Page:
Renowned documentary filmmaker and artist Wang Bing will be honored at IDFA this November with Retrospective and Top 10 programs, with the selections that shape the programs revealed today. Next to receiving the Lifetime Achievement Award, acclaimed filmmaker Peter Greenaway will be celebrated with a curated Retrospective program. Two curated focus programs, Fabrications and 16 Worlds on 16, were also announced, in addition to a new series of screenings and conversations, Corresponding Cinemas. The 36th edition of the International Documentary Film Festival Amsterdam takes place from November 8 to 19, 2023.
Guest of Honor Wang Bing: Top 10 and Retrospective
Documentary filmmaker and artist Wang Bing is an uncompromising voice of present-day Chinese filmmaking. His work fearlessly chronicles socioeconomic transformations and challenging labor conditions in China. These themes are extended to his Top 10 program, in which Wang Bing invites us on a contemplative journey into contemporary Chinese cinema, with ten titles dating 1999 and later. The films and their politics are subtle in their film language, representing a wave of filmmaking rarely shown internationally. The selection includes the IDFA Bertha Fund-supported Last Train Home by Lixin Fan; documenting the millions of migrant factory workers that travel home for Spring Festival each year, the film received IBF support in 2008.
In the Retrospective program, IDFA presents six films that highlight Wang Bing’s innovative prowess from 2002 to today. Alongside his masterpiece Tie Xi Qu: West of the Tracks which heralded a new era for Chinese documentary film, the program includes Man in Black and Youth (Spring), two films that premiered earlier this year in Cannes. The selection demonstrates how Wang Bing’s frame underlines the human in dehumanizing systems. Other films screening will be Alone, ’Til Madness Do Us Part, and Mrs. Fang. An extended conversation with IDFA’s Guest of Honor Wang Bing will be the centerpiece Talk of this edition.
Peter Greenaway: Lifetime Achievement Award and Retrospective
Celebrating the acclaimed and rebellious filmmaker and artist, IDFA announces a selection of five Peter Greenaway films to be screened at the festival. The selection from Greenaway’s expansive filmography focuses principally on how his approach transcends genres and refuses to adhere to the standard rules of fiction or documentary film. Representing his nonconformist and visually outspoken style, the selection includes cannibalism satire The Cook, the Thief, His Wife & Her Lover, and Rembrandt’s J’Accuse, a fictionalized biopic revolving around the controversies of the art history masterpiece, Rembrandt’s The Night Watch. In a unique event, Peter Greenaway will invite the audience of IDFA into his creative process, with a surprise screening and an extensive conversation with IDFA’s artistic director Orwa Nyrabia.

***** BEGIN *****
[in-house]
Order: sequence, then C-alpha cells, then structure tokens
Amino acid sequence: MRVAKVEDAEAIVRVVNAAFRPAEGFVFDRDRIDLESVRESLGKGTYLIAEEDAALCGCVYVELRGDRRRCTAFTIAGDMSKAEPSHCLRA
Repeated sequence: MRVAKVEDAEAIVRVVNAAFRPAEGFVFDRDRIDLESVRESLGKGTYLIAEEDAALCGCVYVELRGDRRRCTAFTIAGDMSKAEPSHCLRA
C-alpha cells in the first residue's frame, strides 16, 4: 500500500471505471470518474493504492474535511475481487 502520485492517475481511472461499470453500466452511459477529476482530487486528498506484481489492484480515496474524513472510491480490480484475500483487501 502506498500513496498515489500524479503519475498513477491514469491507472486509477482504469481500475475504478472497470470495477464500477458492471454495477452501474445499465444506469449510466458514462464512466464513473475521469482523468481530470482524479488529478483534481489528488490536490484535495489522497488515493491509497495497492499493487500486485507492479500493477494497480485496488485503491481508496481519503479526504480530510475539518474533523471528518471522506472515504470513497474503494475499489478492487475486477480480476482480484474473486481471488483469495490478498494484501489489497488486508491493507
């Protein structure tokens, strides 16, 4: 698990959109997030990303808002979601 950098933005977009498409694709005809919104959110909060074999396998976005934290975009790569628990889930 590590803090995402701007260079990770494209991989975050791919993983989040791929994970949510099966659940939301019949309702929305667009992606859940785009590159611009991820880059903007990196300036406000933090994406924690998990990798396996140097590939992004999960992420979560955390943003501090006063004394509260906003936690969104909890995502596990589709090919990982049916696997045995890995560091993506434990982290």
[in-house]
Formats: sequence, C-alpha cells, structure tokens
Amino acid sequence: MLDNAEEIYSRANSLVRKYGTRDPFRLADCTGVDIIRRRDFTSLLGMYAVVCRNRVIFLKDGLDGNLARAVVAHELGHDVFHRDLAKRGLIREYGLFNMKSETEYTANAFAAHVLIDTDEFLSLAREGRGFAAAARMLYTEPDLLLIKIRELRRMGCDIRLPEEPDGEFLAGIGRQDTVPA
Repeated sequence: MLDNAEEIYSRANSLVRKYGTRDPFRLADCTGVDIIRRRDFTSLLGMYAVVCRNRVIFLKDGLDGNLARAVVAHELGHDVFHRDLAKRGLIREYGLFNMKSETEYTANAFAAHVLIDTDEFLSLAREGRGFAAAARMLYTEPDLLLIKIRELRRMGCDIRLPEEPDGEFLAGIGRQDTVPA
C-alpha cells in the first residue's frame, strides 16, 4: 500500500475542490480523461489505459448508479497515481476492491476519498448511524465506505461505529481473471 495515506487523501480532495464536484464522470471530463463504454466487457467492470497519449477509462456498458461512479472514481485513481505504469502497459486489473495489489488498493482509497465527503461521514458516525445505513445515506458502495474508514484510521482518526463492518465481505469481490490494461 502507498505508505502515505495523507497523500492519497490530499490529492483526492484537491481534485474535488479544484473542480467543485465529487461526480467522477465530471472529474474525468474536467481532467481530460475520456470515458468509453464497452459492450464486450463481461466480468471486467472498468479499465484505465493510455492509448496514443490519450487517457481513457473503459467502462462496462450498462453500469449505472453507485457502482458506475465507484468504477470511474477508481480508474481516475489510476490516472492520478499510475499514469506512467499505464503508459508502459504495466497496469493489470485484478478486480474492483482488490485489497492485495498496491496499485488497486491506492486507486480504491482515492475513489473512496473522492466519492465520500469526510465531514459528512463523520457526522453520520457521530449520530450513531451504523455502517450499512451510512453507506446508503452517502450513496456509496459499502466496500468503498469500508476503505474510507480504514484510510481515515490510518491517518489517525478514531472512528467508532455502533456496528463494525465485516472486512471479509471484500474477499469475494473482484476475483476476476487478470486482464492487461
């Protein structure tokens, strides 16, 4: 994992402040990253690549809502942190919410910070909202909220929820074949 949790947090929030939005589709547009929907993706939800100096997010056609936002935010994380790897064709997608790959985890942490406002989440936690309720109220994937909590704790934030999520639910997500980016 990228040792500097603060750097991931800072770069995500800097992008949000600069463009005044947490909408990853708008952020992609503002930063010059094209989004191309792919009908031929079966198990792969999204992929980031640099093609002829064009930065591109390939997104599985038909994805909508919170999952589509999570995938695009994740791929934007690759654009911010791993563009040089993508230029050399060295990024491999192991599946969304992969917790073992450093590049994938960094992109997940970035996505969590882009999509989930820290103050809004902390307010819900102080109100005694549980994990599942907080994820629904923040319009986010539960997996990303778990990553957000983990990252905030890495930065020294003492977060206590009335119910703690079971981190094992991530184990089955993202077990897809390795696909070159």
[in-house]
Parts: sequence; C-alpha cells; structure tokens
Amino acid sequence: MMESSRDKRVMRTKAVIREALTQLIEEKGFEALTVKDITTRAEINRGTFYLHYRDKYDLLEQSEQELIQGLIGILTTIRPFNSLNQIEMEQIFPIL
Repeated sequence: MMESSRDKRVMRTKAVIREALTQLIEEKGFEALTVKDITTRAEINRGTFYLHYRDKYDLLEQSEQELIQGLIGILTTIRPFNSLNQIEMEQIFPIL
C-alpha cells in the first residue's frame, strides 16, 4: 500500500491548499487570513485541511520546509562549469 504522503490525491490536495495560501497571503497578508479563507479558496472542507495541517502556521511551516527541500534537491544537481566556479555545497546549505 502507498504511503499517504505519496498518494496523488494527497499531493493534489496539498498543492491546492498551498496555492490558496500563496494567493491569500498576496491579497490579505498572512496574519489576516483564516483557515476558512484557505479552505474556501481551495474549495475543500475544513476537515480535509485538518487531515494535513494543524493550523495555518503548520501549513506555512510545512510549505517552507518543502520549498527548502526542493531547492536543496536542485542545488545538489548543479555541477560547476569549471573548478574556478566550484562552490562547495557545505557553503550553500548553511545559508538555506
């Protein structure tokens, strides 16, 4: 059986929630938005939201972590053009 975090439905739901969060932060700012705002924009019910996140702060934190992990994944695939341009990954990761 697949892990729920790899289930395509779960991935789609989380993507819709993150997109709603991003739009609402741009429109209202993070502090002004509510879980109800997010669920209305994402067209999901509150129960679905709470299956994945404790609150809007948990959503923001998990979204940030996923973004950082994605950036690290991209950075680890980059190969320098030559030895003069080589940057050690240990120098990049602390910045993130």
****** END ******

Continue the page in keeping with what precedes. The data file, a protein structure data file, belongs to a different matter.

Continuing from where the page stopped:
Focus program: Fabrications
Exploring the unique relationship of trust between documentary film and audiences, Fabrications presents ten films that test the limits of the format’s promise of truth. Rather than providing an answer, the program explores the documentary form as realism, as opposed to reality, and encourages audiences to think more deeply about how all realities are fabricated on screen. The curated selection questions to what extent our realities inform our fictions, and vice versa, and includes the late Safi Faye’s docufiction about the village she was born, Letter from my Village and Massoud Bakhshi’s kaleidoscopic city portrait Tehran Has No More Pomegranates!. The first four titles in the program have been announced; the remainder will be made public in October.
Focus program: 16 Worlds on 16
Looking back on 100 years since Kodak introduced 16mm, 16 Worlds on 16 explores how the film format influenced the history of documentary film. The less expensive and lighter alternative to 35mm cameras enabled experiment and independent filmmaking to flourish—also making it more accessible for lesser represented communities, such as Sara Gómez’s On the Other Island that addressed Cuba’s intersectional inequalities. The selection also includes cinema verité classics, such as Agnès Varda’s Daguerréotypes, and examples of metaphorical critique of authority to bypass censorship, such as Abbas Kiarostami’s exploration into revolutionary mindsets in First Case, Second Case. The sixteen titles that make up the program have been announced.
Placing connectivity and creative influence in the spotlight, Corresponding Cinemas will examine the ways through which the work of each filmmaker has inspired the work of the other, offering a glimpse into cinema’s endless relay of creative connections. Starting with Sky Hopinka, this program invites us to explore the work of and connections between Basma al-Sharif, Jumana Manna, Ibrahim Shaddad, and Abderrahmane Sissako. Accompanied by introductions and conversations, the program will show nine titles by the filmmakers.